Don't be so sure...anything that alters the air flow pattern around the MAF will alter the MAF scaling. Yes the afta-maf hose comes after the MAF, but that doesn't mean it doesn't alter the flow pattern ahead of it (especially since it's located IMMEDIATELY after the MAF). If you think the air flow pattern through a ribbed tube is the same as a smooth tube, you should go back to fluid dynamics, and probably re-think why companies would offer this tube in the first place if it doesn't change anything. If you agree that the air flow pattern is altered with the afta-maf hose, then why wouldn't the air flow pattern 3 inches in front of it be altered as well?

I'm not saying an afta-maf hose certainly needs a MAF scaling adjustment, but I wouldn't be surprised in the slightest if it did. Hell, if a different panel filter needs an adjustment to the MAF scaling, and if an air/oil separator needs an adjustment to the MAF scaling (due to the change in flow dynamics in the turbo inlet, ask Clark Turner if you want to know more), then why wouldn't swapping from a ribbed after-maf hose to a smooth after-maf hose need an adjustment?

That said, while the car might benefit from an adjustment, it would probably still run alright without one. Having never actually tested it (or seen the results from any tests), I can't say for sure.
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Old 04-17-2013, 07:49 PM   #266
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11 pages of helpful stuff! Cobb SF it is
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Old 04-17-2013, 08:43 PM   #267
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Originally Posted by bjudd31 View Post
11 pages of helpful stuff! Cobb SF it is
well, i bit the bullet and put this on last weekend. its loud, just like everyone said. i know butt dynos dont mean crap, but the car is def faster. in looking at my DP only log, and my DP + cobb sf log, i am def making more boost at a higher rpm than with just the stock intake. still peaking at 19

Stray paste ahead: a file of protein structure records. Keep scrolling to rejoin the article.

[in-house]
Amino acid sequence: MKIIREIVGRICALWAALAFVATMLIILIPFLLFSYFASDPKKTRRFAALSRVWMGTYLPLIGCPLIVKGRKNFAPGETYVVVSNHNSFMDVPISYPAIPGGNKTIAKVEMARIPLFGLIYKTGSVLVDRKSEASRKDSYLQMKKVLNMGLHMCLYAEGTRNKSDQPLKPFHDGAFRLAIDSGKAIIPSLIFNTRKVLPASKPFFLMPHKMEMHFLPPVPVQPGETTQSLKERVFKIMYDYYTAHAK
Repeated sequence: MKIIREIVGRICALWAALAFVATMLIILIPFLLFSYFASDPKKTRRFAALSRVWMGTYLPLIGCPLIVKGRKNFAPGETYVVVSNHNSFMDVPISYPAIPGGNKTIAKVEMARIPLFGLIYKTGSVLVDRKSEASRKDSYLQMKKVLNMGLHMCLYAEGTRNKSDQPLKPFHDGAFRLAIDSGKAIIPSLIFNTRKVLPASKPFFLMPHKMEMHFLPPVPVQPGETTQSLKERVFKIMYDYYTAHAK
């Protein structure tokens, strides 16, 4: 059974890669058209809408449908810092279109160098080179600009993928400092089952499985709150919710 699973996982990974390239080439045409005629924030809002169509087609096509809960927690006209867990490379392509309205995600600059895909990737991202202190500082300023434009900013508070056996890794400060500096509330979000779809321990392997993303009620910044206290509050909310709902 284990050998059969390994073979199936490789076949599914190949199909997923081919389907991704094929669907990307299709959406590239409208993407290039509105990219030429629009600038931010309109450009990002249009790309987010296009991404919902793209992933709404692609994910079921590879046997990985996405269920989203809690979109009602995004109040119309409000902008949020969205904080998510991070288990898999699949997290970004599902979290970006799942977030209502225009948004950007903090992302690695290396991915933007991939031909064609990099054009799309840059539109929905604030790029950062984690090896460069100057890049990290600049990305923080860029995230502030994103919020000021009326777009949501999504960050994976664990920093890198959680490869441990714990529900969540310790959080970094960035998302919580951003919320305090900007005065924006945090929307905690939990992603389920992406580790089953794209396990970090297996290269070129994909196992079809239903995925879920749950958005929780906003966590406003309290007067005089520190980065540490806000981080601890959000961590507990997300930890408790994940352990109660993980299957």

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Old 04-17-2013, 10:06 PM   #268
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This is an awesome, informative write-up. It may be answer to something that's been puzzling me. I recently bought my 2002 WRX, and it's been running rich, and I couldn't figure out why. The intake has been replaced with an aftermarket intake, and I wouldn't be surprised to find out that the lack of a tune after the swap is causing the problem.
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Old 04-18-2013, 04:26 PM   #269
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Originally Posted by Unabomber View Post
Until proven otherwise, it's crap.

Is this still true, or have the Injen CAI's changed since this was written 9 years ago?
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Old 05-13-2013, 01:05 PM   #270
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Quote:
Originally Posted by J_Baker View Post
I like the way you think. I'm an Aeronautical Engineering undergrad and owner of a hawkeye STI, and you're sortof onto a basic understanding of fluid dynamics. Basically, I'm not sure if the right terms are being used here-- laminar and turbulent. What these refer to is whether the airflow is nice and smooth or all "jostly". Regardless of the internal dynamics, when the opening of the intake is given the same pressure, free-stream velocity, temperature, and density of air, the amount of air will depend purely on the dimensions of the pipe-- for incompressible flows below M0.3, at least. A simple A1V1 =A2V2 analysis can be used, where A is the cross-section of the pipe at any point where the flow is purely perpendicular to the cross section. V is the flow velocity. Contrary to what you might think, air is actually basically (~5%) an incompressible flow up to velocities of 0.3 the speed of sound in that specific air mass.